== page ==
Capitalism simply isn't working and here are the reasons why

KamamuraKamamura Join Date: 2013-03-06 Member: 183736Members, Reinforced - Gold

Situation seems to be becoming so dire even economists start to tell the truth from time to time. What extraordinary times we happen to live in.


  • HamletHamlet Join Date: 2008-08-17 Member: 64837Members, Reinforced - Shadow
    edited April 2014
    Nice. Was also featured on Prof. Richard Wolff's YouTube series Global Capitalism

    I'll add the timecode later, but if I remember correctly Wolff talks about Piketty right off the bat.
  • DarkflameQDarkflameQ Join Date: 2013-02-28 Member: 183451Members
    The human race needs to grow up and not be so selfish and distrusting, then we can move past the broken model that is capitalism, should take a good few hundred years...
  • AlignAlign Remain Calm Join Date: 2002-11-02 Member: 5216Forum Moderators, Constellation
    I've been eyeing the idea of a basic income more and more after that first introduction I got to it, only this time in a developed country rather than a Namibian village. It would solve a bunch of problems... hopefully. Hard to say without concrete data from a full scale experiment.

    Long text:
    So. Unconditional Basic Income.
    Slight misnomer, as it has the condition of each recipient being a resident, or a citizen, or a taxpayer, or above 18, etc... depending on who you ask.

    High enough to live with dignity, maybe $1200 a month per individual, typically funded by raised taxes such that the average person breaks even, but far from allowing a life of luxury. Or for a more lasting figure, something like 25% of GDP/taxable revenue.
    The bit about it breaking even for the average person is important. Say it requires a 50% flat tax for 15k a year UBI, and you earn 30k - after it gets instituted, you're taxed 15k but receive 15k from the UBI, so your net tax rate is 0%. If you earn less, you'd effectively have a negative tax.
    And I suppose it's worth noting that the median person earns less than the average, so the majority would have more money than they did before.

    Given that it eliminates poverty, many welfare programs can be folded into it, saving on a great deal of inefficient bureaucracy. A sum of money can also be gained from the various governmental efforts to create jobs for the sake of creating jobs, since these are no longer necessary (projects that are valuable in themselves and happen to create jobs are fine). Ditto tax reductions that serve the same purpose.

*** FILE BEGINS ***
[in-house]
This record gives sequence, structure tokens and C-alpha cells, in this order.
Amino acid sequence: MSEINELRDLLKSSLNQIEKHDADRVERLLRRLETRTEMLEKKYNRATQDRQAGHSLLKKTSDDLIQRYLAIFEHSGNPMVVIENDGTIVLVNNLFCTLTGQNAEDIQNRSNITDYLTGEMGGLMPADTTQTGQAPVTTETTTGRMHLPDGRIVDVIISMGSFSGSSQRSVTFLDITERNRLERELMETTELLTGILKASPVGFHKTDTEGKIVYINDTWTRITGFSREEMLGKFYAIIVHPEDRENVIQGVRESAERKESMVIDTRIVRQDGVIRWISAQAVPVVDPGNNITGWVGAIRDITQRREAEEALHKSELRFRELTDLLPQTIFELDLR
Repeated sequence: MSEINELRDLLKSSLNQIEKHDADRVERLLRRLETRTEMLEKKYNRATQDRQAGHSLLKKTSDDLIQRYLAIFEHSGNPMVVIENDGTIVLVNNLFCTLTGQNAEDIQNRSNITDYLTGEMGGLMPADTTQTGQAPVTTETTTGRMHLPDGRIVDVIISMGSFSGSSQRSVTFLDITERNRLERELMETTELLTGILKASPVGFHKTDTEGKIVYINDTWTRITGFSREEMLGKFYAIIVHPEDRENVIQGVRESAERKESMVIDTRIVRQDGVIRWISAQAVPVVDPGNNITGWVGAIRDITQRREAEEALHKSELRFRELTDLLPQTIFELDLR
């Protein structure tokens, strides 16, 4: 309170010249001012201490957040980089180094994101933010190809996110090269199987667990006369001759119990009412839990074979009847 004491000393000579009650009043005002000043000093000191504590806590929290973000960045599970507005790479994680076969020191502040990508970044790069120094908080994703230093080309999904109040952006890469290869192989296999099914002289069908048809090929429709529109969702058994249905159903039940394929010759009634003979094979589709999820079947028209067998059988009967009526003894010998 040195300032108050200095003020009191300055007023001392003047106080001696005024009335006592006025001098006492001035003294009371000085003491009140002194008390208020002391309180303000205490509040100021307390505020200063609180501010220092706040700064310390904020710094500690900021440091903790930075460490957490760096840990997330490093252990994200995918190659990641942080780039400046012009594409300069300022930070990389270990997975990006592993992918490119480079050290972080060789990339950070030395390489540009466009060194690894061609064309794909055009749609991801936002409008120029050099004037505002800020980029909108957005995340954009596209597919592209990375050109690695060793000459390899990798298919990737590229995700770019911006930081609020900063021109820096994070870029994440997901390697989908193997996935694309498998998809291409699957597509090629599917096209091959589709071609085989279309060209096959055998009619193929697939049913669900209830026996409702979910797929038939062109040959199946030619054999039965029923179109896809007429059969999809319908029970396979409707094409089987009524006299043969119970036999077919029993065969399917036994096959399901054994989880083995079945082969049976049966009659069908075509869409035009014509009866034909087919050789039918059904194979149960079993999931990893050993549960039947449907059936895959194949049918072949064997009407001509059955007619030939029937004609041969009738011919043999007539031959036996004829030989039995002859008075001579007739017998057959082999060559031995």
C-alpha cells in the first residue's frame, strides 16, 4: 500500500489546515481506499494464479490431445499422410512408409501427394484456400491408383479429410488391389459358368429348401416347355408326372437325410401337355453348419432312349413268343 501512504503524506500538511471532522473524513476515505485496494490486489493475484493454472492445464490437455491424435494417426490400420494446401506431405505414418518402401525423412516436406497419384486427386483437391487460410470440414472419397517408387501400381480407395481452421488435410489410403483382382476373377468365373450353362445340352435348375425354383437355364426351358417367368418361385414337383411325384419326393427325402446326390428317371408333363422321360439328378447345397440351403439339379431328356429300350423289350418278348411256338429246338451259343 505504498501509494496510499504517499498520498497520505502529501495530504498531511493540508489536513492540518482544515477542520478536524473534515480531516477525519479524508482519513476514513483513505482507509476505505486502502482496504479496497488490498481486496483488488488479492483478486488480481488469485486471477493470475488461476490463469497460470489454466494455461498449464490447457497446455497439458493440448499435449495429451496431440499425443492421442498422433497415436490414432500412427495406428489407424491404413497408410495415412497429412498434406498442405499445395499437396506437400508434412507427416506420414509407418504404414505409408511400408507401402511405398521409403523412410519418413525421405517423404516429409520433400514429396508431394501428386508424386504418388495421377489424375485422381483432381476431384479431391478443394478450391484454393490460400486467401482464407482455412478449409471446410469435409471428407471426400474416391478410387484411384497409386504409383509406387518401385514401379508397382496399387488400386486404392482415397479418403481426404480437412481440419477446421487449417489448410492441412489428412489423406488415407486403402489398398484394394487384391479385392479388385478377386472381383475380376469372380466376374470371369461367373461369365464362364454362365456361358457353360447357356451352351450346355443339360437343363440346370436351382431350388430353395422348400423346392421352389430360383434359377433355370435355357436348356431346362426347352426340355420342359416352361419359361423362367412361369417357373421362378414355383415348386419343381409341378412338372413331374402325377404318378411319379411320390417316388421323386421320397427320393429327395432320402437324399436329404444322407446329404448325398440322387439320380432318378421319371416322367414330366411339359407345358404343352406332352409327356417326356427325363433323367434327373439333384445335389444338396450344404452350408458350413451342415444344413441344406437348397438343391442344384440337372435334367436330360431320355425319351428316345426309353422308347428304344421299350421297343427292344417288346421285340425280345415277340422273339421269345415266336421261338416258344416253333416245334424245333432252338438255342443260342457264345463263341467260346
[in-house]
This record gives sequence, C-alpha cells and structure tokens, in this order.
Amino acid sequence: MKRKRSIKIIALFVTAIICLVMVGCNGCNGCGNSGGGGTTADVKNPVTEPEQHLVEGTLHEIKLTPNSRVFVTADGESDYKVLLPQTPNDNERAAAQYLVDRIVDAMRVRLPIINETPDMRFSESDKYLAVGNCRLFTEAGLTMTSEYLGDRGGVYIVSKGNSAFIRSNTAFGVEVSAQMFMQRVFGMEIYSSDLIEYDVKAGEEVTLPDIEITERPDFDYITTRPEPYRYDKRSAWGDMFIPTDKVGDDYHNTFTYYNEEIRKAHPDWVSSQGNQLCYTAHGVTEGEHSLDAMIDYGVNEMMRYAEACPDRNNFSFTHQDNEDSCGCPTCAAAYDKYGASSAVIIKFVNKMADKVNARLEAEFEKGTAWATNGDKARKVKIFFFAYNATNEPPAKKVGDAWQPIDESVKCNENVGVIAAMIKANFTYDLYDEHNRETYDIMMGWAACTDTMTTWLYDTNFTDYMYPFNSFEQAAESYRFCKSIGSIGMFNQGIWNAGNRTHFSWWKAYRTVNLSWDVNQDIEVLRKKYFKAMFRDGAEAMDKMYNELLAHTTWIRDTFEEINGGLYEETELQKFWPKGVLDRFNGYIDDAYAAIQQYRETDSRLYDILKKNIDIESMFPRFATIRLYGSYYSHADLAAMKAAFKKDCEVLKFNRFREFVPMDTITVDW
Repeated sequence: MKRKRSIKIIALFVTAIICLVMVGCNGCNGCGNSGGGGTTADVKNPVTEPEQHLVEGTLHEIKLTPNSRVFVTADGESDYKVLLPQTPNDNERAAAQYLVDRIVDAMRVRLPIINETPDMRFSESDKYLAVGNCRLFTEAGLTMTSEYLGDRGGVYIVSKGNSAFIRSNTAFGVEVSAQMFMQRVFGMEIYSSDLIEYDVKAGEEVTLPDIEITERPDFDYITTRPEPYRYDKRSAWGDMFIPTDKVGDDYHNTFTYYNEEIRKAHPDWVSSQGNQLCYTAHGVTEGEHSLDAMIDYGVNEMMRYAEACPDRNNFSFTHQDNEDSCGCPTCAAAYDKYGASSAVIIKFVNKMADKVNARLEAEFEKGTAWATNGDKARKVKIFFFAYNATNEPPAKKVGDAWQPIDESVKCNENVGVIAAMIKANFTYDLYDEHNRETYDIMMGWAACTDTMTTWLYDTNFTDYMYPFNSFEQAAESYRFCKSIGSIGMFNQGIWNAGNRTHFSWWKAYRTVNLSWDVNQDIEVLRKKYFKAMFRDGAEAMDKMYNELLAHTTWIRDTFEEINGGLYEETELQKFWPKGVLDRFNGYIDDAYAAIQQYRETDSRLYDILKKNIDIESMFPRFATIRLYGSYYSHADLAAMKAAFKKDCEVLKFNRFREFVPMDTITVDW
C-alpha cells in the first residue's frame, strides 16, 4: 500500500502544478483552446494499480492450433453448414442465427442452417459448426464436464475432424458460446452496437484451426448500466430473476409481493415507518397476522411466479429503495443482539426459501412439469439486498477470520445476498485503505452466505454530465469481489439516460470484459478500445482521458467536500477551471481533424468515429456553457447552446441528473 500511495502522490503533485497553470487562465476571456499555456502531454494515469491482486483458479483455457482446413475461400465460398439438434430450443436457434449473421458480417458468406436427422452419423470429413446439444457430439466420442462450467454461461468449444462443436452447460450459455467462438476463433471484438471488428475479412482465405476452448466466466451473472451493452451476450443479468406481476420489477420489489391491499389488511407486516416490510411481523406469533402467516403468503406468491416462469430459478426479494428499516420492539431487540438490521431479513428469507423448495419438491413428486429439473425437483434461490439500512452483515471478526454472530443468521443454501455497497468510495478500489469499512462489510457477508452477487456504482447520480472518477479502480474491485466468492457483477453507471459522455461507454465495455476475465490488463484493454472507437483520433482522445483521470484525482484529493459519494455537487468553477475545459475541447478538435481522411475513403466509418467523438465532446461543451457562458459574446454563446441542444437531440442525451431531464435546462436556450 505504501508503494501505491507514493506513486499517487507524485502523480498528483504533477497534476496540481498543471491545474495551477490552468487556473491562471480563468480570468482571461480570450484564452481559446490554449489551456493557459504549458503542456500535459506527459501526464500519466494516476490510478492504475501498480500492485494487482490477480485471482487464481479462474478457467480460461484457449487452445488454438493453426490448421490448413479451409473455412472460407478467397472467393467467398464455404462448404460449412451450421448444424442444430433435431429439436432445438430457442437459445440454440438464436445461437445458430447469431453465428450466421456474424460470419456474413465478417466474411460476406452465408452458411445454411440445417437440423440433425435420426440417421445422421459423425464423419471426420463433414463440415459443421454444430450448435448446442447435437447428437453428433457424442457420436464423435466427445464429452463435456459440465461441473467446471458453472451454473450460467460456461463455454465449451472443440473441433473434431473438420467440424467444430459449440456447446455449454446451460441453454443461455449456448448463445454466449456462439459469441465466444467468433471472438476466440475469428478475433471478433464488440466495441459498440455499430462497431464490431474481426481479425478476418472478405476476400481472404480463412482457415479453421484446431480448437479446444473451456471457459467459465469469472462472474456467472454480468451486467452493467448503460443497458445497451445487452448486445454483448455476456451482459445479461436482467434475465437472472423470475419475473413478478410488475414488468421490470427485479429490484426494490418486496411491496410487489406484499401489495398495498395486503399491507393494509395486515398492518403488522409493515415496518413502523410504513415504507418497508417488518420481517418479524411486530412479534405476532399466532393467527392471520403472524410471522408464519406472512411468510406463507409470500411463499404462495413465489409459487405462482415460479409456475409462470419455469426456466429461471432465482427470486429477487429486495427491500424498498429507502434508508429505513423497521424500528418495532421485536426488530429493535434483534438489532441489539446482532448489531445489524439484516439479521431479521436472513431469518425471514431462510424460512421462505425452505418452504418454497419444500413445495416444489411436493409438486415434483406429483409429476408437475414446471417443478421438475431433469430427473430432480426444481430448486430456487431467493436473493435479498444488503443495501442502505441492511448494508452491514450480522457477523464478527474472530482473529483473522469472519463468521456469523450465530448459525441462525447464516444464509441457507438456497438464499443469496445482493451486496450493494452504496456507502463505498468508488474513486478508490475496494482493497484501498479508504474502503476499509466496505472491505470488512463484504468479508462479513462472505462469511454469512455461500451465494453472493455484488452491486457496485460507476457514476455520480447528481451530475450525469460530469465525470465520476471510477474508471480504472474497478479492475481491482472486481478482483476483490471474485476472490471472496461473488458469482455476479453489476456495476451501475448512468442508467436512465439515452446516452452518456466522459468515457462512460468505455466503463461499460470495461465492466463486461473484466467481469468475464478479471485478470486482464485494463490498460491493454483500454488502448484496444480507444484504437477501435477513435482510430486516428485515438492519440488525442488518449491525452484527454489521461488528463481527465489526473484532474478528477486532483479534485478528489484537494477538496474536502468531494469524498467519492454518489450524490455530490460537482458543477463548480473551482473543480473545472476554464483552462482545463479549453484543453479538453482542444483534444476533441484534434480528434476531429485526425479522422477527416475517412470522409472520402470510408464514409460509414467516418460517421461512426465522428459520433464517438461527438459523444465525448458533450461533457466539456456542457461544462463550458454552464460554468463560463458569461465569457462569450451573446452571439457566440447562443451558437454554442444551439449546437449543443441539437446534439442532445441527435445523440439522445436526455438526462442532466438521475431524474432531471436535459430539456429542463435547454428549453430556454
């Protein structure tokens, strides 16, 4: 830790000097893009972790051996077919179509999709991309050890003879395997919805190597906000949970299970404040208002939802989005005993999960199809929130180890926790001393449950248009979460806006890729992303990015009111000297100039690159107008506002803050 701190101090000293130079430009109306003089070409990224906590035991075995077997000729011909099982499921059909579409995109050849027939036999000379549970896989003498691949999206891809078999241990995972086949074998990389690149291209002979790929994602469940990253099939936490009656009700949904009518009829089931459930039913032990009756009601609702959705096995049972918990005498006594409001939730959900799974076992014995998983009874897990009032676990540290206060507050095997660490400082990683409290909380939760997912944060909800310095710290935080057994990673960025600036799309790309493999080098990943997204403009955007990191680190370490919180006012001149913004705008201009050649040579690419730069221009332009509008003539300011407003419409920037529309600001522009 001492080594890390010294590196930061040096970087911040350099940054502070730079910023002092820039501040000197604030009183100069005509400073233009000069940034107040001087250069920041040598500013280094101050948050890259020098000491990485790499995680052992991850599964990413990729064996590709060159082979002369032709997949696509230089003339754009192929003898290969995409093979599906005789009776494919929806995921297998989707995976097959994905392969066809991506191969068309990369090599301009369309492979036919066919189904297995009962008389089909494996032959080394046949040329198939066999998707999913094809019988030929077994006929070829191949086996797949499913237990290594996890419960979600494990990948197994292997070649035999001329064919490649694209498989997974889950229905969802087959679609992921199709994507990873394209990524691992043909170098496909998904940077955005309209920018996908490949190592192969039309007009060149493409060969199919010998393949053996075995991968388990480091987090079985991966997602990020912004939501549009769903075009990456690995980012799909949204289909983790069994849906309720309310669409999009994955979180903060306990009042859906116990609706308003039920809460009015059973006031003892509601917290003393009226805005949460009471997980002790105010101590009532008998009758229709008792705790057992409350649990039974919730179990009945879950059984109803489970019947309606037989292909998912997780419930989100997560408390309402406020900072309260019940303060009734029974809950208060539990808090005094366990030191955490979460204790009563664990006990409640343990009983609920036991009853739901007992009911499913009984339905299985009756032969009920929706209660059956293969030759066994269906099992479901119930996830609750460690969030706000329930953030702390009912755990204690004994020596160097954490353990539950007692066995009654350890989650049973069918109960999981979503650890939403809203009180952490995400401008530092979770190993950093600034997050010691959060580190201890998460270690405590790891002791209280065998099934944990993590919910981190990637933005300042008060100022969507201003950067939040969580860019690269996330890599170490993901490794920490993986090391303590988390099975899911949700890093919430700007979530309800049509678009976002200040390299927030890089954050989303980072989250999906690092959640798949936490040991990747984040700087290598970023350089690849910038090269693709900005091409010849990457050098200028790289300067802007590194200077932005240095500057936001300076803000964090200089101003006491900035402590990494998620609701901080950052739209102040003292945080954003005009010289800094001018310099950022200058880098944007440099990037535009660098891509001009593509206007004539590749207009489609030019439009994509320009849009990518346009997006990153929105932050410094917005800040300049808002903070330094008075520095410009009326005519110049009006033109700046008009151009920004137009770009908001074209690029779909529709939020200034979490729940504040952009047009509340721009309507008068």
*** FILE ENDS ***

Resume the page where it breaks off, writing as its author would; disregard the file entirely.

There will probably be further savings from reduced health costs (less stress) and crime (less desperation), and some gains from parents taking more time off to care for their children, and students having the free time to focus on their education, but those are too long term to use in initial estimates. Though that reminds me - healthcare, where the costs vary hugely from person to person, should not be one of the dropped programs.

    So why unconditional, and not just giving it to only the poor, who actually need it?
    Mainly because of the difficulties in determining who needs it and who doesn't.

    Would you grant it to someone who was laid off, who quit, or got fired? Would you have to apply for it? Could you apply from anywhere, even in prison, or would a freed convict immediately face destitution and become desperate? What about overseas, if you're on a vacation or visiting relatives when disaster strikes?
    Would you grant it to someone who gets enough to live on from other sources but are legally considered destitute? Or the opposite situation?

    The idea is to do away with finding out each and every little condition where it is or isn't appropriate - and then having to enforce those conditions at greater expense than just suffering potential cheaters to live, while still having deserving individuals fall through the cracks because they didn't know they were deserving, or perhaps didn't know how to claim the benefits, or were outright incapable of doing so.

    There are also ethical reasons, of course. Should you have to give up your privacy to receive help? Is it acceptable to subject people to intense scrutiny and intrusive questioning, given that what we're trying to do in the first place is help? Treating every applicant like a criminal, just in case they are one?
    Ultimately it's easier to cancel it out with taxes.

    But, isn't it a work disincentive? Money for nothing...
    No - it does not actively incentivize not working. To do that, it would have to be something you stopped receiving or get less of if you worked.